Hardware journalism – the process of writing reviews, news, and opinion about gadgets – is a dark art. Early on – very early on – you have to sell your objectivity in order to gain access, and once you have access the manufacturers won’t stop calling you to gasp over their products and you can become an old curmudgeon like me. When done right – and it’s done right 99 percent of the time – it results in strong, interesting reading about various products. When done wrong it results in endless fawning coverage reminiscent of the worst of the niche sites.
So it’s a delicate balance and it seems to be working fine until your parent company sues one of the manufacturers you cover and the the whole facade comes crashing down.
I’m not going to pretend that the Dish/CNET debacle is a major news story. I can assure you that it isn’t and next week we’ll still be reading a CNET camera review from 2011 to decide which ultra zoom to buy (or, arguably, you’ll just end up on Amazon and read those reviews, which, I’d argue, are supplanting traditional gadget reviews). The whole thing stinks, but it doesn’t take a super sleuth to figure out what happened. It probably shook down like this: a CBS lawyer got wind of the award, saw the damage it would do to the case against Dish, and told the board. The board made a few calls, the editors cried, and the Hopper was pulled. News got out because someone who is close to a number of CNET and Dish folks tweeted about it. This would have been a quiet kill if hadn’t been for those pesky kids.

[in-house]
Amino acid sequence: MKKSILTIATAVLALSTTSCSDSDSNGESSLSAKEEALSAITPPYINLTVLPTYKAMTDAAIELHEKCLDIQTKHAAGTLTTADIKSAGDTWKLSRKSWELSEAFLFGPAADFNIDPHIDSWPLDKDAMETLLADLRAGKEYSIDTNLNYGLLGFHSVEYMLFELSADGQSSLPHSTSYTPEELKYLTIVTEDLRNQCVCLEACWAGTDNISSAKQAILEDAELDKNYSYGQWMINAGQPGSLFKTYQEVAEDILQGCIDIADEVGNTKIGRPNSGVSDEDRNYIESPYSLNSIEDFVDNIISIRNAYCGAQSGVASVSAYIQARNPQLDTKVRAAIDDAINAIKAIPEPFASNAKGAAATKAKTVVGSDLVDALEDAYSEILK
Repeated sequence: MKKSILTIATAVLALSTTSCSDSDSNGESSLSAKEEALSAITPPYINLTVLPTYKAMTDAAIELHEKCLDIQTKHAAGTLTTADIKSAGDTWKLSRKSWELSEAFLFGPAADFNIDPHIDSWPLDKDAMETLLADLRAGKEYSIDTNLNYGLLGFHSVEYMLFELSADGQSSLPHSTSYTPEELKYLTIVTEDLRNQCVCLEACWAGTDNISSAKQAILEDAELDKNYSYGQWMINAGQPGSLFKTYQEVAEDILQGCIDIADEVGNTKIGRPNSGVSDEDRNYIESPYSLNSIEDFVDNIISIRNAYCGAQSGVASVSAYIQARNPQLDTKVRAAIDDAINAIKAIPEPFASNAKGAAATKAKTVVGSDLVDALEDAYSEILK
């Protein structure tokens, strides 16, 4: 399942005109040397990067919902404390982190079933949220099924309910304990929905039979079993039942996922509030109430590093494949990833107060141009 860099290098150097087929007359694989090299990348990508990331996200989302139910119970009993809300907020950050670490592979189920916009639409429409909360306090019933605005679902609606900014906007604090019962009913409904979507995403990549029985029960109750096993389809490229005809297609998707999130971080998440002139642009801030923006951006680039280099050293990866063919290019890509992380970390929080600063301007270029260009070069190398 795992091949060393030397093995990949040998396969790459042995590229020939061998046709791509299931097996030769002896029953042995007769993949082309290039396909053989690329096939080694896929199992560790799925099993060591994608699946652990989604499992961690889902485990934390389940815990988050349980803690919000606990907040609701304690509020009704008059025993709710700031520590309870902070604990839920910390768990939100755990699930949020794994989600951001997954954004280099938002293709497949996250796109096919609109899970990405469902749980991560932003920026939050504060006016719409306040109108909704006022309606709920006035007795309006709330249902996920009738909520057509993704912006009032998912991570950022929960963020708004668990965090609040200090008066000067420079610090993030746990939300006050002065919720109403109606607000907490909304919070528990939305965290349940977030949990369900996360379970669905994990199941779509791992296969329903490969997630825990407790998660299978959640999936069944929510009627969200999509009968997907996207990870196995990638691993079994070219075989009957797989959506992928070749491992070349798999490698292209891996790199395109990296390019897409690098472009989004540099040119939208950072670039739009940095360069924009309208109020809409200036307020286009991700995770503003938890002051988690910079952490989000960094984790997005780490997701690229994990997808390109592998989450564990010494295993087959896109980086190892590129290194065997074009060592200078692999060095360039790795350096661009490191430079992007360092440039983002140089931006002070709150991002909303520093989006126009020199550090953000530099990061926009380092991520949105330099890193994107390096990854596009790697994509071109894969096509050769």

You guys sit there and say that all gadgets journalism is horribly corrupt. It isn’t. There are plenty of good people who just want to share cool stuff with you and many of those people are at CNET. It’s a steady job with good pay and it offers a nice platform. But this Dish fiasco is what happens when gadgets journalism goes really bad. This is what it’s like when it goes Jeff Gerstmann bad. Usually, gadgets journalism is just as it appears – someone sends a box, you open the box, try the device for a week or less, and send it back. You write a review based on your experience as a human being, with all your internal biases and peccadilloes, and submit it. A paycheck comes from the publication and you go on with your life. There’s no secret cabal behind the scenes planning to smear one product or the other due to ad dollars (until, you know, there is) and there’s no payola associated (unless it means losing a court case, apparently).
I spoke to someone who has been hanging around the CNET staffers and they’re mostly disgusted. They’re sitting at their desks wounded by this mess. They’re good people who have been embarrassed to the core by bad people.
I think this will end with a whimper. Dish will probably win the prize posthumously, someone will step down, and the great wheel of gadget reviewing will keep turning. It’s a sad situation, to be sure, but there are phones to review and monitors to test, and the solid, semi-unbiased reviews engine doesn’t stop because one lawyer decided to swing a dick. Or at least let’s hope not.